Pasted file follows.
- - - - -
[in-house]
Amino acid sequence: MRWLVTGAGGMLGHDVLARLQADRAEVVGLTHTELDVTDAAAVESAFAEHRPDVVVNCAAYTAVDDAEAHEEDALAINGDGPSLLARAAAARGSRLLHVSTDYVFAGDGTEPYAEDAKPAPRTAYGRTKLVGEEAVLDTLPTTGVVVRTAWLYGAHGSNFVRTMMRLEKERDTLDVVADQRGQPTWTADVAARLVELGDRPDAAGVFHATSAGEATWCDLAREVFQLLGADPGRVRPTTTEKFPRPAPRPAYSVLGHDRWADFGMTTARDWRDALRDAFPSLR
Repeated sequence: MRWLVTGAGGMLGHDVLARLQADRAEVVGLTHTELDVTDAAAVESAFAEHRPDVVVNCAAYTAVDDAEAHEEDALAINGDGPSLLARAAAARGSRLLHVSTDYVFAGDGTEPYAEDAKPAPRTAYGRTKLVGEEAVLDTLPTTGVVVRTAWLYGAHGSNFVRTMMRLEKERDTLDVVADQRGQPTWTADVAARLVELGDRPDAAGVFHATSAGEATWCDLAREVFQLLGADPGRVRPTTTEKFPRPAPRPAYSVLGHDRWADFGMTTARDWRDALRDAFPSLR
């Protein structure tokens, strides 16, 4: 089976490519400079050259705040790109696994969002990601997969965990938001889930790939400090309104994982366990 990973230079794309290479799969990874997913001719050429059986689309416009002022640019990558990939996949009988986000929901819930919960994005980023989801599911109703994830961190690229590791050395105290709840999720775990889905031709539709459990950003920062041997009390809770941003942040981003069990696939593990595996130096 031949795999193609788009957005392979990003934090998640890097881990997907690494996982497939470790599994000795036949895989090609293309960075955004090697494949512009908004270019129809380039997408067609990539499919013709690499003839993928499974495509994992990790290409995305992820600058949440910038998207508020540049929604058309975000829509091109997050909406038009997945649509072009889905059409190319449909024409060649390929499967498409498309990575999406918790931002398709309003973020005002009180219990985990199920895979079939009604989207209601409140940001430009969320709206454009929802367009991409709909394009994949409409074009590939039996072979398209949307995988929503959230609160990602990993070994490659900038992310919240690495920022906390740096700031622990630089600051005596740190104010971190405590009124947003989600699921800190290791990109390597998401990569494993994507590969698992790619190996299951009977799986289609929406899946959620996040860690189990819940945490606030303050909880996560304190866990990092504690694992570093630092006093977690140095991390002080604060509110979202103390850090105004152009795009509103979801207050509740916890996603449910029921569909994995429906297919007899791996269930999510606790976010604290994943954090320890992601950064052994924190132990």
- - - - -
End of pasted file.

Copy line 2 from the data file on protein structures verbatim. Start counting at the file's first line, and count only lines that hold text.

Amino acid sequence: MRWLVTGAGGMLGHDVLARLQADRAEVVGLTHTELDVTDAAAVESAFAEHRPDVVVNCAAYTAVDDAEAHEEDALAINGDGPSLLARAAAARGSRLLHVSTDYVFAGDGTEPYAEDAKPAPRTAYGRTKLVGEEAVLDTLPTTGVVVRTAWLYGAHGSNFVRTMMRLEKERDTLDVVADQRGQPTWTADVAARLVELGDRPDAAGVFHATSAGEATWCDLAREVFQLLGADPGRVRPTTTEKFPRPAPRPAYSVLGHDRWADFGMTTARDWRDALRDAFPSLR